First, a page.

by Andrew Bainbridge | Sep 17, 2015 | Workplace Accidents and Injuries
It usually makes the news when a construction worker is killed on the job in Ohio. Obviously, these incidents do not happen every day, but neither are they nearly as rare as they should be.
According to the U.S. Occupational Safety and Health Administration, there were 828 construction site fatalities in 2013. That means about U.S. construction workers died each day in America, but that grim number is actually much better than it used to be. In 1970, about 38 construction workers were killed per day, according to WCCO-TV.
In 2013, construction workers made up about 20 percent of all occupational fatalities. Falls were the most common type of deadly construction accident, making up 37 percent of all such incidents. The next-most common accidents involved being struck by an object (10 percent), electrocution (9 percent) and getting crushed (3 percent).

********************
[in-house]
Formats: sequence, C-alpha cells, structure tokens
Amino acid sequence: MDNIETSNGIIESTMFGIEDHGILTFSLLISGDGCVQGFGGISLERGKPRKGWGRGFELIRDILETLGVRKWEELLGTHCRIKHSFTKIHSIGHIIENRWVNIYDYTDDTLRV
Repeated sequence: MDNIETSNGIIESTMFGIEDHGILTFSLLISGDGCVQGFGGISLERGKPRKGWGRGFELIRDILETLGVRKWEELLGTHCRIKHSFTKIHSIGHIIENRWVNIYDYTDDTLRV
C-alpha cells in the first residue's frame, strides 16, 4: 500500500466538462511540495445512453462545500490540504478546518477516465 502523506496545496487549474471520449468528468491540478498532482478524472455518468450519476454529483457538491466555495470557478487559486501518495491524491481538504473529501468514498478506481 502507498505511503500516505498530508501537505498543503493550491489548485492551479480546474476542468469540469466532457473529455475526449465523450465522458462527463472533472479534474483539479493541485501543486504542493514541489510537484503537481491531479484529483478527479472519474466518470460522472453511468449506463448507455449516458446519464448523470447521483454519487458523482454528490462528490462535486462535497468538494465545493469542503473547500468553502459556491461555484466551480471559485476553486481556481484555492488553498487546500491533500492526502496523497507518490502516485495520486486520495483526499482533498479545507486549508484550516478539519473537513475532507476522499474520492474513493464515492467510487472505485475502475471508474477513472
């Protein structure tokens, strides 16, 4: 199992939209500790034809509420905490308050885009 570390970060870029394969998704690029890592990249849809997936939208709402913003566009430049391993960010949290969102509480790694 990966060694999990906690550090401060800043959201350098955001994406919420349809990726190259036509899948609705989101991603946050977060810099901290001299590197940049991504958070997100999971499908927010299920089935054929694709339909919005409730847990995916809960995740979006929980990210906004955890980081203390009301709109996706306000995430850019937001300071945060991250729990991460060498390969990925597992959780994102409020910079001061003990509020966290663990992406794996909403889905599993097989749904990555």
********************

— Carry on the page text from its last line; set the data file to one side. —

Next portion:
While safety at construction sites has improved significantly in the last 45 years, workers’ lives may still be at risk every day they show up to work. Much more common are accidents that the victim survives, but causes him or her a serious accident. Hand, head, limb and back injuries are not uncommon in Ohio or across the country.
Since it is necessary to be in good physical condition to handle the rigors of construction work, an on-the-job injury can put workers and their families in serious financial peril. Fortunately, Ohio’s workers’ compensation system recognizes this, and provides funds to help make up the lost income and medical bill costs.
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